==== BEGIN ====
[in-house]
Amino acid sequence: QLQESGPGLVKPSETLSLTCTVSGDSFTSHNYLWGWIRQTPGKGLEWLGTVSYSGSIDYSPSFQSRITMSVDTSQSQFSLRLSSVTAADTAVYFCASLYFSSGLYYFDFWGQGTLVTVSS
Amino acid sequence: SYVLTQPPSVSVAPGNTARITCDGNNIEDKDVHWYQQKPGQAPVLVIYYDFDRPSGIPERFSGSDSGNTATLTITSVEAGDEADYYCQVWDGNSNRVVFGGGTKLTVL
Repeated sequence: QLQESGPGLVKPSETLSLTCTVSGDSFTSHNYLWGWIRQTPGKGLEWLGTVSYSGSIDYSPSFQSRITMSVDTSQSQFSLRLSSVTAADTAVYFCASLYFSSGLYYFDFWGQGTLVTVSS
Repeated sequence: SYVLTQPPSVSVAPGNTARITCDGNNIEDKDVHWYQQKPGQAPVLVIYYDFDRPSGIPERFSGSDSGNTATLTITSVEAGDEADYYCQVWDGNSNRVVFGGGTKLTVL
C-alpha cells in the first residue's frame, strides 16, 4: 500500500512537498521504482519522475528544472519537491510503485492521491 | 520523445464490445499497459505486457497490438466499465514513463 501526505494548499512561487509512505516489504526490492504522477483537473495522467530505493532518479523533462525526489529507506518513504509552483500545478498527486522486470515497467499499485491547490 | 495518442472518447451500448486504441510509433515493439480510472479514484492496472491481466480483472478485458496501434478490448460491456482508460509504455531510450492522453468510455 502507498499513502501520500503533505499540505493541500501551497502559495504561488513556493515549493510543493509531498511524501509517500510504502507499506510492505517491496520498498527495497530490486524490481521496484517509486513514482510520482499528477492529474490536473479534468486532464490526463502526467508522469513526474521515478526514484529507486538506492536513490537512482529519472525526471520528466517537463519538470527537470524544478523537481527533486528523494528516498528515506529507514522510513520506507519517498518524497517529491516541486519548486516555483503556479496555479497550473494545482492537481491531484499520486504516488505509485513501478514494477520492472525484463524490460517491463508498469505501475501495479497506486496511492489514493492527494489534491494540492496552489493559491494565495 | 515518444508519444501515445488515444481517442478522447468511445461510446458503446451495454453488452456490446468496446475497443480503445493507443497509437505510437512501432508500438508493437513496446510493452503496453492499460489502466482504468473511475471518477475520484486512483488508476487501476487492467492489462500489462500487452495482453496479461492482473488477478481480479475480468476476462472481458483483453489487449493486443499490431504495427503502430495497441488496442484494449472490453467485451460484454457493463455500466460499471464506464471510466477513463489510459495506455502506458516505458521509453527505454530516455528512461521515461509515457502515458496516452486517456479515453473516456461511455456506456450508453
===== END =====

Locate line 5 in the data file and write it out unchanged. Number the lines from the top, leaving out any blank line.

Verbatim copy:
Repeated sequence: SYVLTQPPSVSVAPGNTARITCDGNNIEDKDVHWYQQKPGQAPVLVIYYDFDRPSGIPERFSGSDSGNTATLTITSVEAGDEADYYCQVWDGNSNRVVFGGGTKLTVL